There was news today that the statesman placed a few calls to Europe, namely Merkel and Berlusconi, telling them that Israel has no plans to “accelerate” the pace of settlement construction in East Jerusalem. Bibi is probably trying to cut his losses and limit the fallout from the 1600 slaps after the Quartert (The US, Russia, the EU and the UN) also condemned the settlement announcement. It should be noted that, in all public statements to this date (including the announcement of the enquiry), Bibi has expressed vehement condemnation… but only at the timing of the announcement, rather than the announcement itself. This is of course understandable, Bibi still holds the ideological position of support for housing expansion in East Jerusalem, but I wonder if he thinks vehement condemnation of timing will be enough to pull the wool over people’s eyes.
Speaking of his ideological position, Aluf Benn in Haaretz seems to think that the shit has hit the fan, so to speak, for Netanyahu who “has reached the moment of truth, where he must choose between his ideological beliefs and political cooperation with the right on one hand, and his need for American support on the other.” Benn rightly points out that Obama has been fearful of exerting too much pressure and causing the fragile coalition to collapse, creating an volatile and unpredictable power vacuum. Better the devil you know? We soon shall see.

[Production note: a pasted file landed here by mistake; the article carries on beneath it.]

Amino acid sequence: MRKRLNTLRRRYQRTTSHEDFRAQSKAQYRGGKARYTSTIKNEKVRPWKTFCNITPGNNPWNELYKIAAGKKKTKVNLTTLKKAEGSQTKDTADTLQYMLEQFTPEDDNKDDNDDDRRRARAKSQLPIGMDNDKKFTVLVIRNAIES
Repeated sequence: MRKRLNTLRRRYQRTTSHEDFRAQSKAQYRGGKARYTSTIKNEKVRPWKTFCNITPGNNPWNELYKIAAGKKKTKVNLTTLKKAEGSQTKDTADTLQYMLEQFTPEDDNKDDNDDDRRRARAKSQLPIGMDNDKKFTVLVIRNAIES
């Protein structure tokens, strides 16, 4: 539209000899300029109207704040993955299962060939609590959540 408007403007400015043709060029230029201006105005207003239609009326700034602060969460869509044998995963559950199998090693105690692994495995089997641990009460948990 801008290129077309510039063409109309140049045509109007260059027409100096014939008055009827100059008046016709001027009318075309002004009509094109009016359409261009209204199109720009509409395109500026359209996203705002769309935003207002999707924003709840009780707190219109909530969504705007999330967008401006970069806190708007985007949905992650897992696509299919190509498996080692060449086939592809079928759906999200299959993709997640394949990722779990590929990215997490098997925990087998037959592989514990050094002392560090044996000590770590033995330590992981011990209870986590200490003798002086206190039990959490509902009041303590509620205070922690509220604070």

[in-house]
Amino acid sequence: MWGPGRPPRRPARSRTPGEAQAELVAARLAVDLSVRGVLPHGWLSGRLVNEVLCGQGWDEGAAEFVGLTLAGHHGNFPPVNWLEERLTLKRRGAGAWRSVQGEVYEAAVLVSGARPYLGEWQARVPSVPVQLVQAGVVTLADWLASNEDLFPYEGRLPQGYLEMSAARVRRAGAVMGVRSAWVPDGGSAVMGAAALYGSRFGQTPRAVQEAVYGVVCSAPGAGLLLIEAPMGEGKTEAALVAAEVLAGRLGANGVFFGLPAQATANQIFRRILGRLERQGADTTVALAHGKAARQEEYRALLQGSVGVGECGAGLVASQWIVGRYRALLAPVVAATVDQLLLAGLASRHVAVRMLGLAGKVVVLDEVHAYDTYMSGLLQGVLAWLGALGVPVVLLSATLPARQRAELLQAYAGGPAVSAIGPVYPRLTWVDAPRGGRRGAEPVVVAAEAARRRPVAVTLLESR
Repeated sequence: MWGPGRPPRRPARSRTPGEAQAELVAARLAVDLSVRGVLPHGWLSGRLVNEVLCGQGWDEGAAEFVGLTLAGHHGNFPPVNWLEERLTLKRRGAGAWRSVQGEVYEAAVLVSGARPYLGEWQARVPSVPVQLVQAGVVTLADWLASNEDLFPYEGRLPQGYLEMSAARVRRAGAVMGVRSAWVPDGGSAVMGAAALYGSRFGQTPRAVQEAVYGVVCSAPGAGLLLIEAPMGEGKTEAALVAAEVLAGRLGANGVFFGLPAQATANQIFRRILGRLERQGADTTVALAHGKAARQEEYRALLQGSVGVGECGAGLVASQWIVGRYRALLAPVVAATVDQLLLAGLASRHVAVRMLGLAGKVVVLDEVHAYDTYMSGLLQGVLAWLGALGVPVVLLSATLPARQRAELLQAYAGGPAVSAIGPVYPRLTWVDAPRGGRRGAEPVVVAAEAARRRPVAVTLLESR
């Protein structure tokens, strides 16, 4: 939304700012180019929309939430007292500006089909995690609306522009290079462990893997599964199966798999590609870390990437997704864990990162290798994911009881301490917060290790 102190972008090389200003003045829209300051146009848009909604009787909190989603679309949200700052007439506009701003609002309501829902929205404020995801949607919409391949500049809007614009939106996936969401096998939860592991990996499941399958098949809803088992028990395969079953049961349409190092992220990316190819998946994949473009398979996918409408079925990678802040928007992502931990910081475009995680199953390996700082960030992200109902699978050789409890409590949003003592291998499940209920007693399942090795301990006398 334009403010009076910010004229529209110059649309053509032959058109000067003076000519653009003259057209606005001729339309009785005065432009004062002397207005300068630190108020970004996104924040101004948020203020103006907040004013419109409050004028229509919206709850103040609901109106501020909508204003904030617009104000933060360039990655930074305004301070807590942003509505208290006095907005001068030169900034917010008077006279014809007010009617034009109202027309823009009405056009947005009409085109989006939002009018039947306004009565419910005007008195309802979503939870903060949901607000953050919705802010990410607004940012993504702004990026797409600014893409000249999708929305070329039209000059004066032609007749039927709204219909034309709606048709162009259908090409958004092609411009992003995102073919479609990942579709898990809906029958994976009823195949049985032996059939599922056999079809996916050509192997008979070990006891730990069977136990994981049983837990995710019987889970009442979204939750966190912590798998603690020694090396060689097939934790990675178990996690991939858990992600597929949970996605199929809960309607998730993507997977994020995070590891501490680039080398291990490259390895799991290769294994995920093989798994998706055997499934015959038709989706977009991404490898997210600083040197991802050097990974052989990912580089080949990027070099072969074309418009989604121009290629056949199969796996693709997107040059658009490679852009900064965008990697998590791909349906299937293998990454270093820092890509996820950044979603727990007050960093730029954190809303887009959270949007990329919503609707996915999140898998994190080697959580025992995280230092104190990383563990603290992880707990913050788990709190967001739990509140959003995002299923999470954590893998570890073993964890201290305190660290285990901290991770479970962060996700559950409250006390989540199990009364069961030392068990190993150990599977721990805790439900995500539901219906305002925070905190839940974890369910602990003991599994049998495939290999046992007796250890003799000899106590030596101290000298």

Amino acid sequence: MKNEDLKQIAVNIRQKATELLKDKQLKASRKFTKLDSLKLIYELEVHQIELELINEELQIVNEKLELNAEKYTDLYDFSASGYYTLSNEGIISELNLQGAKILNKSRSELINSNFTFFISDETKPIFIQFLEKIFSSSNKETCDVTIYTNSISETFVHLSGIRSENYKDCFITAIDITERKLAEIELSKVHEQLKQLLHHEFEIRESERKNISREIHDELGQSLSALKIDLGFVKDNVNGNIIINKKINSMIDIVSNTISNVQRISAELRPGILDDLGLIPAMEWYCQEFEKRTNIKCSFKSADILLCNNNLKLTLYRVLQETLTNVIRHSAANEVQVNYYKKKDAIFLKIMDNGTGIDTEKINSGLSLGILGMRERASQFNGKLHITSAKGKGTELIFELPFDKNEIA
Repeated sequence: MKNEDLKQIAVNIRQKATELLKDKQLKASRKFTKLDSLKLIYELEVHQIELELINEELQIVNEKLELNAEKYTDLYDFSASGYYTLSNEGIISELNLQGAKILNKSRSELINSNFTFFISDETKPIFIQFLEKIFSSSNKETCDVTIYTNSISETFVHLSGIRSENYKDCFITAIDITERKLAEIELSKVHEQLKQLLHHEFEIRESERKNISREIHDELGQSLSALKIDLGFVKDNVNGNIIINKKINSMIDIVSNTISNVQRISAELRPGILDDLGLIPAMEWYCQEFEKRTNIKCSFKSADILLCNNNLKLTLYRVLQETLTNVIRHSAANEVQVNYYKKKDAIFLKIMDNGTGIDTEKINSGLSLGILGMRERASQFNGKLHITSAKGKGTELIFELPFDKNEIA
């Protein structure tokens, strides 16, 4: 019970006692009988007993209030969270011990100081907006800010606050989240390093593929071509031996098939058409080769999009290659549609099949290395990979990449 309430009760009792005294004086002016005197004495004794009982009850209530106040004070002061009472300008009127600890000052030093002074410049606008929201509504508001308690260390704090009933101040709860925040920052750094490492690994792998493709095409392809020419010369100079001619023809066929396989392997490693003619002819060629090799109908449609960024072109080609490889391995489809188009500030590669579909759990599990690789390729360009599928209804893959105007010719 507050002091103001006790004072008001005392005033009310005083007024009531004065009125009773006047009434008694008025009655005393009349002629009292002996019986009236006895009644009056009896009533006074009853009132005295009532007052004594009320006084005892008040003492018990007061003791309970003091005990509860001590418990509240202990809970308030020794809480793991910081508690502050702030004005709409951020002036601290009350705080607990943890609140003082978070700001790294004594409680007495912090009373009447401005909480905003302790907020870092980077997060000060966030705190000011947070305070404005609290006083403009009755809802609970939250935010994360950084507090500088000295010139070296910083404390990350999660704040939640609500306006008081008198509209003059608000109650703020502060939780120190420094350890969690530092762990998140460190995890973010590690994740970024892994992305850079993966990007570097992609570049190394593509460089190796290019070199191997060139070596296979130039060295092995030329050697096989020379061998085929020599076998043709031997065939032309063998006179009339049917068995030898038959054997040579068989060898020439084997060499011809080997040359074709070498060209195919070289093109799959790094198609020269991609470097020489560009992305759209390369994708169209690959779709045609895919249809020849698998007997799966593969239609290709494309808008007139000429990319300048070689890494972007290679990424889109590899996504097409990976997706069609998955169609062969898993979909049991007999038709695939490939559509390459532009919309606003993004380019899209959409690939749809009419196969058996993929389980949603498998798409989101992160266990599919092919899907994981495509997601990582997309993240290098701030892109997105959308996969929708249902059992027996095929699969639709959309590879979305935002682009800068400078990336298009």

I’m predicting some sort of diplomatic overture, a few public statements about peace and some efforts to restart peace negotiations. Netanyahu probably knows that some well-mannered stalling is now his safest route but I’m sure he has on intention of actually taking any real action. He still can’t afford to rock the boat in the Knesset, even if he wanted to. The Obama administration, while mindful of being treated like a doormat and losing face in the eyes of the international community, is also mindful of its own domestic problems over health care and wars and its need to get reelected. It can’t afford a total public break with Israel right now. The name of the game right now is not ‘actions’, at least not the sort we expect, it’s face saving and politics.
In other ‘action’-related Israeli news, Israel has put the West Bank on lockdown and restricted access to the Al Aqsa mosque after increased clashes with troops in response to the East Jerusalem announcement and the usual frustrations with living under occupation. UAE Foreign Minister Shaikh Abdullah Bin Zayed Al Nahyan has said that Arabs won’t continue to support Middle East peace talks until Israel halts colony expansion, putting further skids on the peace process which now appears completely dead in the water.